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Sudden Loss of Balance in Cats: 9 Signs & How You Can Help (Vet Answer)

Vet approved

	Dr. Iulia Mihai Photo

Written by

Dr. Iulia Mihai

Veterinarian, DVM MSc

The information is current and up-to-date in accordance with the latest veterinarian research.

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Loss of balance is not a disease, but rather a clinical sign of various health conditions, including diseases of the inner ear, conditions of the spine, tumors, cognitive dysfunction syndrome, epilepsy, thiamine deficiency, toxins, certain drugs, stroke, anemia, or hypoglycemia.

If your cat stumbles, falls, has limb weakness, has difficulty hearing, or is walking in a circle, take them to the vet as soon as possible.

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A cat that suddenly loses their balance may look as if they are drunk. They will also have a wobbly/stumbled walk and increased sleepiness/drowsiness.

Your cat may also show more subtle clinical signs, such as:
  • Tilting their head slightly
  • Curling their toes under while they walk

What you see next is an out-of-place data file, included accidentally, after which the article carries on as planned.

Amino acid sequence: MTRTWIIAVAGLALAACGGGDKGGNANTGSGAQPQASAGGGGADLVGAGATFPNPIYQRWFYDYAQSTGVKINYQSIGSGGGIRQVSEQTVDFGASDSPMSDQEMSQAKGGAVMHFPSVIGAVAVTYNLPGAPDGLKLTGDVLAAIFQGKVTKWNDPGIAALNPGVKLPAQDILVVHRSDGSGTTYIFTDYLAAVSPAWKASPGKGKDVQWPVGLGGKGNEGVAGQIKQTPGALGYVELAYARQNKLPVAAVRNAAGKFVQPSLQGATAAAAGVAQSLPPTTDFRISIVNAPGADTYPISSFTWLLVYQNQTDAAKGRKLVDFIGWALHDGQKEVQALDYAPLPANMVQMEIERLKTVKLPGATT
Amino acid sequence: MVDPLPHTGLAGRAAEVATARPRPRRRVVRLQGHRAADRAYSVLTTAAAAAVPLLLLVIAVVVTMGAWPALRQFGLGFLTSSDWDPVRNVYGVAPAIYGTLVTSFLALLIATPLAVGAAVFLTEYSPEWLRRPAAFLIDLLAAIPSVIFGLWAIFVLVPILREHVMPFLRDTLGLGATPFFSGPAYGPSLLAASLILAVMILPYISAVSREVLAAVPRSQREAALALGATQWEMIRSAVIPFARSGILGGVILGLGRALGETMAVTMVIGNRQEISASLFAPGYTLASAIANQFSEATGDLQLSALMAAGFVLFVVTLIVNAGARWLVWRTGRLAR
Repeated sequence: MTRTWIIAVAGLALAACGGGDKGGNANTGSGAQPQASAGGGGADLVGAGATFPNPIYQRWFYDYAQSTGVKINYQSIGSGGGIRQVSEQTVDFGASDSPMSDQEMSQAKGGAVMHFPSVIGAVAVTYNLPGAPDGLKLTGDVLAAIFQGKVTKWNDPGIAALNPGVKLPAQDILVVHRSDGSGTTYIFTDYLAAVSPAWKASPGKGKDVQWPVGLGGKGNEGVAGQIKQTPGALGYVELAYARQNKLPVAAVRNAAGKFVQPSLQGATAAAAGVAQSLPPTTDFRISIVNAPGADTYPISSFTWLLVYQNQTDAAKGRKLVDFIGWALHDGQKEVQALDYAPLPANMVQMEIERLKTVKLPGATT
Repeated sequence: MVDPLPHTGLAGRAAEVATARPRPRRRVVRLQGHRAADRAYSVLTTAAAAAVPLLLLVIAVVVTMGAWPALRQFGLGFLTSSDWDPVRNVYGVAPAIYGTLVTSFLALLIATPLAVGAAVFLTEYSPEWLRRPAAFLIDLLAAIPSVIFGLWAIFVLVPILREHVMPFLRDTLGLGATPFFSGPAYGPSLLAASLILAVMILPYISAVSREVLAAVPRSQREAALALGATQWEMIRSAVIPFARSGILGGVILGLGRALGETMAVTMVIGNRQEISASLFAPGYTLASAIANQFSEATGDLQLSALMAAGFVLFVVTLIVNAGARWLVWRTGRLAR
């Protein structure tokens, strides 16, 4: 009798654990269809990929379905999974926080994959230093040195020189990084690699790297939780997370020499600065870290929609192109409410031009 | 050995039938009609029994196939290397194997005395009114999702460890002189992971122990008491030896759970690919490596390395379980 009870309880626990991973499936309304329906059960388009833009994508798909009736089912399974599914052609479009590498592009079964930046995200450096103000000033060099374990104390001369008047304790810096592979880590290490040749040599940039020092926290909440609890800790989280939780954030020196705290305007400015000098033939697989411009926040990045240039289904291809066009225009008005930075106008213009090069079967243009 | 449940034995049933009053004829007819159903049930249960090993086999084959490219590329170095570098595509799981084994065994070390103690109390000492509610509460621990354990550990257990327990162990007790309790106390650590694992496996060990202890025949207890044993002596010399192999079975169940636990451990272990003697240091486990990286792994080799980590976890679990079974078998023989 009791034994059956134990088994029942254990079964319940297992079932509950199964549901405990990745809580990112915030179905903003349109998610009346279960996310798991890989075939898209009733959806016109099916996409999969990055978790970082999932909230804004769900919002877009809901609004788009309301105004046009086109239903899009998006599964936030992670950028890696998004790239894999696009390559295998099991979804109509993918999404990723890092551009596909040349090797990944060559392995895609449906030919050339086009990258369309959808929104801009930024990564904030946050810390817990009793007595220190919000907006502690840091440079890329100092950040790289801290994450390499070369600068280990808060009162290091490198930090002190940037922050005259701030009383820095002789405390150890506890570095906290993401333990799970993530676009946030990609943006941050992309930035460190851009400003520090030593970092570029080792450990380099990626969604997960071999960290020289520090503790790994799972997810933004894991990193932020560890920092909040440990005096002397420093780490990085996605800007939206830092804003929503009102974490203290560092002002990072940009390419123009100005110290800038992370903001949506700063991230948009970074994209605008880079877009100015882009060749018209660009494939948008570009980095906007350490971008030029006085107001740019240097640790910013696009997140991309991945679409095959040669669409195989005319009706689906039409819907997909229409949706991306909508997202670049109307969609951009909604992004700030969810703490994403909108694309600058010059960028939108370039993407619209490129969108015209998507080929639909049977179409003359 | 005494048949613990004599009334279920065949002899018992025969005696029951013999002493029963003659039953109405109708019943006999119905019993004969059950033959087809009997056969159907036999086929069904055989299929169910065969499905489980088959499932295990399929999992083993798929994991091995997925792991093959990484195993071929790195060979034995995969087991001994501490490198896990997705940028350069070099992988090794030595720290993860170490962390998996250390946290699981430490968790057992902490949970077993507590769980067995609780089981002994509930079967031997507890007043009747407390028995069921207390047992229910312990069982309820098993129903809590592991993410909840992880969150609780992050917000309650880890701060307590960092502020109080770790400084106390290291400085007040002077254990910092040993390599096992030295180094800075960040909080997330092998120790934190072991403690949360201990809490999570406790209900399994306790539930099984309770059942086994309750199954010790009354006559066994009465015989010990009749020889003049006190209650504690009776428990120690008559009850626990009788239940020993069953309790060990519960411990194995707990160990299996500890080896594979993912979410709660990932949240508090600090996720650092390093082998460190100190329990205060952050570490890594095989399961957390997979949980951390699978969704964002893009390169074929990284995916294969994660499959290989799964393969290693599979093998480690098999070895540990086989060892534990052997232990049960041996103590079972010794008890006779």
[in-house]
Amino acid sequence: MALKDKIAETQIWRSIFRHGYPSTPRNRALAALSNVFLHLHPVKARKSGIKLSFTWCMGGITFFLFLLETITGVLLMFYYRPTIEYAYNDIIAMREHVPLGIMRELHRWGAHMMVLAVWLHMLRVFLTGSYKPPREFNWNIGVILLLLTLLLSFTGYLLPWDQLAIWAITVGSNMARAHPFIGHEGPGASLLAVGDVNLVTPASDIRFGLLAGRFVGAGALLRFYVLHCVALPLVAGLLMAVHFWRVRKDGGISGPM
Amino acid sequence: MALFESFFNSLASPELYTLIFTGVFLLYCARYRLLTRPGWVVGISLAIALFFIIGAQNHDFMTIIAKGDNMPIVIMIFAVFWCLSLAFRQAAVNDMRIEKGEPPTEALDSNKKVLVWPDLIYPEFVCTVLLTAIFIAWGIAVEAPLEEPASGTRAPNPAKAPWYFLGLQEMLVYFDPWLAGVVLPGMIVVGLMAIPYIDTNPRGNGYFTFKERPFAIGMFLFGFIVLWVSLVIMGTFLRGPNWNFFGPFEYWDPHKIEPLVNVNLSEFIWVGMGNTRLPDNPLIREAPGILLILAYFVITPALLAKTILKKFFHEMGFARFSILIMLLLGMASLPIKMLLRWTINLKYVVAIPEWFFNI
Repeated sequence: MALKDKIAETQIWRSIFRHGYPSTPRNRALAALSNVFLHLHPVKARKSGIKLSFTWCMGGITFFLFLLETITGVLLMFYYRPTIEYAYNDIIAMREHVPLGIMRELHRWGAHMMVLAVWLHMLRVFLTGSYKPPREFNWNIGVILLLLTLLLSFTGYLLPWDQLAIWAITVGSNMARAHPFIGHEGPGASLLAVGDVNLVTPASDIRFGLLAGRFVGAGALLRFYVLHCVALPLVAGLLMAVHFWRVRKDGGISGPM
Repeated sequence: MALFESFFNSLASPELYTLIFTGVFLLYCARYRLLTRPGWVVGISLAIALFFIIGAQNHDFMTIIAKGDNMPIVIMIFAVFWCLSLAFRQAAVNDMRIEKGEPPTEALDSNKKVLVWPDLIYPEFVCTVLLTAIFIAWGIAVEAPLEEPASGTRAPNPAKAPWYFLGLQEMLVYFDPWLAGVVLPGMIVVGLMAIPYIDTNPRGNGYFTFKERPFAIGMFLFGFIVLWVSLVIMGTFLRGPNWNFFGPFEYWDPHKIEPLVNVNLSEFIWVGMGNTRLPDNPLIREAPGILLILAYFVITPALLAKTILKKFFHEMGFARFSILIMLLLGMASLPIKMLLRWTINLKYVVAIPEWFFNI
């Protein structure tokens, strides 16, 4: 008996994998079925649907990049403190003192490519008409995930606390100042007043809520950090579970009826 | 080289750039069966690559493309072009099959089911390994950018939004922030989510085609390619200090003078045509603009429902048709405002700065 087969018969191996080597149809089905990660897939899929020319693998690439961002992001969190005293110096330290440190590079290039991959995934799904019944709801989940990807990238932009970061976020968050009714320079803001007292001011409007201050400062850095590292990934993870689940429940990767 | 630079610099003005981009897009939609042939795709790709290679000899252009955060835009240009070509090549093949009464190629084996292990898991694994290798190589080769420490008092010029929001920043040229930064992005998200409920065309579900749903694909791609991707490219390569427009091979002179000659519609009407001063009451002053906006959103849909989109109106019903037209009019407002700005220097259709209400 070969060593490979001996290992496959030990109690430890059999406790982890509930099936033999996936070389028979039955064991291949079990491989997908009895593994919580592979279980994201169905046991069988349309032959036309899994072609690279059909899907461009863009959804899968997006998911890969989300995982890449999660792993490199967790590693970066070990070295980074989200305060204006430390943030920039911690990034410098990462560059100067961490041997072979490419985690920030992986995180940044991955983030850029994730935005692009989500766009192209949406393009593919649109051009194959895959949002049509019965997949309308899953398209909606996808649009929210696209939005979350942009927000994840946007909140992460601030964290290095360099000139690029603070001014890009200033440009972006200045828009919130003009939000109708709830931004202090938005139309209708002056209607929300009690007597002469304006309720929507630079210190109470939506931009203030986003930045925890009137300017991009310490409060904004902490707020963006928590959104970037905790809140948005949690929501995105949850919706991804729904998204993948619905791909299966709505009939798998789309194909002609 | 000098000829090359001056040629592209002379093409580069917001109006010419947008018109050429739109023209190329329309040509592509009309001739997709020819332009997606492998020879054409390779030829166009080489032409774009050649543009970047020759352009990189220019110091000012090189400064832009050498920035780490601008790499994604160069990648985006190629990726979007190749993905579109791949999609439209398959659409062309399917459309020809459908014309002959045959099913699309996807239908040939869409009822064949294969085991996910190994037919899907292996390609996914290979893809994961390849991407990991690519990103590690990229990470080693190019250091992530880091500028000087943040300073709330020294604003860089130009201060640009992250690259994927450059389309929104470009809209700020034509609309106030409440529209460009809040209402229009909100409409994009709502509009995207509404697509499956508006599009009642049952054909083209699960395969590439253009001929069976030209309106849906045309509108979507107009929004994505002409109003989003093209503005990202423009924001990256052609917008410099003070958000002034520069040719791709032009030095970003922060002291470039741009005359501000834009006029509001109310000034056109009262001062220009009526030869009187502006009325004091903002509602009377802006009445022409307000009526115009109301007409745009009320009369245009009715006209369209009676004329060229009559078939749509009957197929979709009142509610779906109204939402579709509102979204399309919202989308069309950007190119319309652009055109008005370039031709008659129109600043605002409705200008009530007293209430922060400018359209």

Sick sad cat lying on the bed
Image Credit: Zhuravlev Andrey, Shutterstock

Some cats that show sudden loss of balance may also have nystagmus, or abnormal (continual) eye movement, which may be caused by a problem in the inner ear or central nervous system.

Some cats that suddenly lose their balance will roll or fall to one side. They will also experience nausea from the feeling of unsteadiness. Other cats might even vomit. Pets with chronic loss of balance are less susceptible to nausea because they have adapted over time to this condition.

In general, sudden loss of balance in cats can include the following clinical signs.


The 9 Clinical Signs to Look For

1. Falling Down

Sudden loss of balance is often accompanied by falling down. Cats won’t feel steady on their four limbs and will often fall to the side.

Depending on the underlying condition of your cat, falling can also occur after the interruption of blood and oxygen supply to the brain, which is called collapse.